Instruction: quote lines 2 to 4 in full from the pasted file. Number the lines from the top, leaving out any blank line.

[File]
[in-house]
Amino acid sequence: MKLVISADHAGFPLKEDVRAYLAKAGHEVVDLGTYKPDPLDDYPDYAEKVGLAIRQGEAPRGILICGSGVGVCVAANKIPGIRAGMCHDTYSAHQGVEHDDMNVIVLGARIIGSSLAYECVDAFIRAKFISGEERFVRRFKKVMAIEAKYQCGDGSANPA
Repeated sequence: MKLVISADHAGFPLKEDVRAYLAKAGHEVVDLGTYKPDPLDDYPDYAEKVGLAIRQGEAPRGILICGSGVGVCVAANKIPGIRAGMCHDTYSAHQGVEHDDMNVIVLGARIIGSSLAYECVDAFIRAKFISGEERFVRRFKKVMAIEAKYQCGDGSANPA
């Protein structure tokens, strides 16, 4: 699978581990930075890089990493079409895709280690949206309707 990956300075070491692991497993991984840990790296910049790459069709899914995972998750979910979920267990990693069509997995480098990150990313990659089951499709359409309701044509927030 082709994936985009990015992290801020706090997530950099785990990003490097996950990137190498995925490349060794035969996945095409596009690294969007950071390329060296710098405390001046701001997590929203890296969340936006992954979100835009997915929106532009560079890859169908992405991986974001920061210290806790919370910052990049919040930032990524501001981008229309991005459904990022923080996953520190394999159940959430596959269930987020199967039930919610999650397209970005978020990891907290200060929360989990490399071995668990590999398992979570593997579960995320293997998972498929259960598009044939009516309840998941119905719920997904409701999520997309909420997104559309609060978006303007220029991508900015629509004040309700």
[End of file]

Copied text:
Amino acid sequence: MKLVISADHAGFPLKEDVRAYLAKAGHEVVDLGTYKPDPLDDYPDYAEKVGLAIRQGEAPRGILICGSGVGVCVAANKIPGIRAGMCHDTYSAHQGVEHDDMNVIVLGARIIGSSLAYECVDAFIRAKFISGEERFVRRFKKVMAIEAKYQCGDGSANPA
Repeated sequence: MKLVISADHAGFPLKEDVRAYLAKAGHEVVDLGTYKPDPLDDYPDYAEKVGLAIRQGEAPRGILICGSGVGVCVAANKIPGIRAGMCHDTYSAHQGVEHDDMNVIVLGARIIGSSLAYECVDAFIRAKFISGEERFVRRFKKVMAIEAKYQCGDGSANPA
């Protein structure tokens, strides 16, 4: 699978581990930075890089990493079409895709280690949206309707 990956300075070491692991497993991984840990790296910049790459069709899914995972998750979910979920267990990693069509997995480098990150990313990659089951499709359409309701044509927030 082709994936985009990015992290801020706090997530950099785990990003490097996950990137190498995925490349060794035969996945095409596009690294969007950071390329060296710098405390001046701001997590929203890296969340936006992954979100835009997915929106532009560079890859169908992405991986974001920061210290806790919370910052990049919040930032990524501001981008229309991005459904990022923080996953520190394999159940959430596959269930987020199967039930919610999650397209970005978020990891907290200060929360989990490399071995668990590999398992979570593997579960995320293997998972498929259960598009044939009516309840998941119905719920997904409701999520997309909420997104559309609060978006303007220029991508900015629509004040309700």